Agnes Denes: Absolutes and Intermediates
About this commission
Agnes Denes rose to international attention in the 1960s and 1970s as a leading figure in conceptual, environmental, and ecological art. A pioneer of several art movements, she creates work in a broad range of mediums, utilizing various disciplines—science, philosophy, linguistics, ecology, psychology—to analyze, document, and ultimately aid humanity. Denes turns her analysis into beautiful, sensual visual forms, poetry, and a philosophy that she has developed over the course of her career.
This comprehensive survey exhibition, Agnes Denes: Absolutes and Intermediates, brings together over 150 works spanning her 50-year career. The exhibition includes a comprehensive look at her important series the “Philosophical Drawings” (1969 – 80), “Map Projections” (1973 – 79), and “Pyramid Series” (1970 –); her realized monumental public works, including the iconic Wheatfield—A Confrontation (1982); as well as a presentation of unrealized works. The Shed has also commissioned a number of works that both expound and expand on the ideas that have been ever present throughout Denes’s career.
Organized by Emma Enderby, Senior Curator, with Adeze Wilford, Curatorial Assistant
Agnes Denes: Absolutes and Intermediates is accompanied by a fully illustrated catalogue, available at The Shed’s shop.
Agnes Denes was born in Budapest, raised in Sweden, and educated throughout the United States. She has participated in more than 600 exhibitions at galleries and museums internationally. Her solo shows have been presented at venues including Institute of Contemporary Arts, London (1979) and Corcoran Gallery of Art, Washington, DC (1974) among retrospective surveys at Firstsite, Colchester, United Kingdom (2013); Ludwig Museum, Budapest (2008); Samek Art Gallery, Bucknell University, Lewisburg, PA (2003); and Herbert F. Johnson Museum of Art, Cornell University, Ithaca, NY (1992).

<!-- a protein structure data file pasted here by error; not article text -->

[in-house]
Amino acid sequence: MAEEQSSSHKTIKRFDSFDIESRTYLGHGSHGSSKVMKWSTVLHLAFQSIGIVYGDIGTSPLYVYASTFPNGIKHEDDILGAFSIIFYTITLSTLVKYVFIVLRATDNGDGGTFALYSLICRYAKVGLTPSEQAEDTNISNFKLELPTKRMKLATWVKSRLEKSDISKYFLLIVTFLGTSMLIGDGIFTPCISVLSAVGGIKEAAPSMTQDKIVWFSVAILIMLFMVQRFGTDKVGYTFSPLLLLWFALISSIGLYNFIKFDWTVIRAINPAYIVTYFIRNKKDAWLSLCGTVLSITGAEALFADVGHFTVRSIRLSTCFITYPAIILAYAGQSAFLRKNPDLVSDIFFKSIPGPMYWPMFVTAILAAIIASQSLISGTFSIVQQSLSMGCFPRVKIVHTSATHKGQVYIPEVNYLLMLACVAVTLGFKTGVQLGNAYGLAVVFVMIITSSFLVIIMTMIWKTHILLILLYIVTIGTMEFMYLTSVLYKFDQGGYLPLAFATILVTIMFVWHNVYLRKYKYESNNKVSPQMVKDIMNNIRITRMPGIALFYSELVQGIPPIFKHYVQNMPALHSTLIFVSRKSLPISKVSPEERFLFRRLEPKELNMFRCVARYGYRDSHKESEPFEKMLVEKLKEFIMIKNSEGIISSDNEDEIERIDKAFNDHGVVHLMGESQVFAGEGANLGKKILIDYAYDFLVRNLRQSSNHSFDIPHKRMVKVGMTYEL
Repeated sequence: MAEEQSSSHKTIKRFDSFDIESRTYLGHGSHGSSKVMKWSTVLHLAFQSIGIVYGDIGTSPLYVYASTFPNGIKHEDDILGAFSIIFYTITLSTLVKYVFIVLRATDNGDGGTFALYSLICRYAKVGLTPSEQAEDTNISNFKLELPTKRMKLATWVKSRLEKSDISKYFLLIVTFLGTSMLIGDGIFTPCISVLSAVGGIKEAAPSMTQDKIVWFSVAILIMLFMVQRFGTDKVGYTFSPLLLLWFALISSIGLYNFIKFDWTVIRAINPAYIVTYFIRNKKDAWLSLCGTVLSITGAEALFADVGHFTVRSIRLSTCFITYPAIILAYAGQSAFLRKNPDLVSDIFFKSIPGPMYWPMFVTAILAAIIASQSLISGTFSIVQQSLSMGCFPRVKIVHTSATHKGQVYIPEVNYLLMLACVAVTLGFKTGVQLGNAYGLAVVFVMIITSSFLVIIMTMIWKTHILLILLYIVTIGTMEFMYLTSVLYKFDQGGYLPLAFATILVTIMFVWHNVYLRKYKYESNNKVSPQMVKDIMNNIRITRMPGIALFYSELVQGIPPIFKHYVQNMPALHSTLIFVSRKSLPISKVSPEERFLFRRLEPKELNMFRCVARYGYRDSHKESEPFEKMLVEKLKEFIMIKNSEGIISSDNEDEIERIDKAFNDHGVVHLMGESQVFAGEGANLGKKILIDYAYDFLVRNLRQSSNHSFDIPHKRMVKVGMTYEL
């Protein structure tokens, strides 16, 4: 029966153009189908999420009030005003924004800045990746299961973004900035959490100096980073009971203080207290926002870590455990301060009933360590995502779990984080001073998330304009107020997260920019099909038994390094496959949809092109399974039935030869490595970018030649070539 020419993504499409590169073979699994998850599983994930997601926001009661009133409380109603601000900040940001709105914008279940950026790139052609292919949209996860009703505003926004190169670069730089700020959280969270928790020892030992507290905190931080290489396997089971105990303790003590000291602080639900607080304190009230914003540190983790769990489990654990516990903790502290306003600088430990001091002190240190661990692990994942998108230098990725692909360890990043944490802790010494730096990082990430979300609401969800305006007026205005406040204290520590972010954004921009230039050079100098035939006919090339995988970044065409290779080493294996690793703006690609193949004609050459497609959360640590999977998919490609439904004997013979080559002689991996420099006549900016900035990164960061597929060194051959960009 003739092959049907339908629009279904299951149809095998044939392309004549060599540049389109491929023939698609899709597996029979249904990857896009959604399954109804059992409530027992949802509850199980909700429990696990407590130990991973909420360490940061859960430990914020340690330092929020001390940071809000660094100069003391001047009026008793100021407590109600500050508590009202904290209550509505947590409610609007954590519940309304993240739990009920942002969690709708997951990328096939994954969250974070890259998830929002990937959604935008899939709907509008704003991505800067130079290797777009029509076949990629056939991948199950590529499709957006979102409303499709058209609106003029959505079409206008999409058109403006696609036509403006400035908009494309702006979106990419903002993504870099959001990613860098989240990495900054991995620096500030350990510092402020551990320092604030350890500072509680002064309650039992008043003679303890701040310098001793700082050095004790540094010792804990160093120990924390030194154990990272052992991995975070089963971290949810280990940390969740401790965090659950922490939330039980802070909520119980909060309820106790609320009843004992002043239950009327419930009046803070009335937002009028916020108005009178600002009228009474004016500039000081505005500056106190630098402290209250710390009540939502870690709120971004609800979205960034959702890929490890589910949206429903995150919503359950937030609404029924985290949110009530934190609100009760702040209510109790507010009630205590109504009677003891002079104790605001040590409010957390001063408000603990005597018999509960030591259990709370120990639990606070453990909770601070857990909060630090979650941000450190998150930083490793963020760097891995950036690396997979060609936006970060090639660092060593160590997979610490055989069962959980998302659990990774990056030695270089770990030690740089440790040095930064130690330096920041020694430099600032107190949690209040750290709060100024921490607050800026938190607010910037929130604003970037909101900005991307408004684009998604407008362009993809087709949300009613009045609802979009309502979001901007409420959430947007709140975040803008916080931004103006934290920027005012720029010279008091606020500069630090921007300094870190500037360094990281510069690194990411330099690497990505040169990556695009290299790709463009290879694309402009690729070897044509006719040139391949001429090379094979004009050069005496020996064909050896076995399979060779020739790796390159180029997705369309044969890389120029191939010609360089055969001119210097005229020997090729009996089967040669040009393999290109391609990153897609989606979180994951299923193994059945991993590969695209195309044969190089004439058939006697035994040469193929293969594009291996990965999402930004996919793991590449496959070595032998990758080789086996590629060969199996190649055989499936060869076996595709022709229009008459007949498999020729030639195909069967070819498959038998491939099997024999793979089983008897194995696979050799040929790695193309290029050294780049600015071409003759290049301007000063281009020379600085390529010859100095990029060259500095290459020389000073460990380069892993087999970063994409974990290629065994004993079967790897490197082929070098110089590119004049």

Denes’s work has also been featured in documenta 14, Kassel (2017); Light Years: Conceptual Art and the Photograph: 1964 – 1977, Art Institute of Chicago (2012); Ends of the Earth: Land Art to 1974, Museum of Contemporary Art, Los Angeles (2012); Materializing Six Years: Lucy R. Lippard and the Emergence of Conceptual Art, Brooklyn Museum (2012); Erre: variations labyrinthiques, Centre Pompidou-Metz (2011 – 12); Systems, Actions & Processes: 1965 – 1975, PROA Foundation, Buenos Aires (2011); 38th Venice Biennale (1978); documenta 6, Kassel (1977); and 2nd Biennale of Sydney (1976). Her works are in the collections of the Museum of Modern Art, New York; Metropolitan Museum of Art, New York; Whitney Museum of American Art, New York; Hirshhorn Museum and Sculpture Garden, Washington, DC; Art Institute of Chicago; San Francisco Museum of Modern Art; Moderna Museet, Stockholm; Israel Museum, Jerusalem; Kunsthalle Nürnberg, Nuremberg; National Gallery of Art, Washington, DC; and 28 other major art institutions worldwide.
Denes has completed public and private commissions in North and South America, Europe, Australia, and the Middle East, and has received numerous honors and awards including four fellowships from the National Endowment for the Arts, four grants from the New York State Council on the Arts, the DAAD Fellowship (1978), the American Academy of Arts and Letters Purchase Award (1985), the prestigious Eugene McDermott Award in the Arts at MIT (1990), the Rome Prize from the American Academy in Rome (1998), the Jill Watson Award for Transdisciplinary Achievement in the Arts from Carnegie Mellon University (1999), the Anonymous Was a Woman Award (2007), and the Ambassador’s Award for Cultural Diplomacy (2008) from the American Embassy in Hungary. Denes received a Guggenheim Fellowship in 2015.
About The Exhibition
The turn of the century and the next millennium will usher in a troubled environment and a troubled psyche.—Agnes Denes, 1990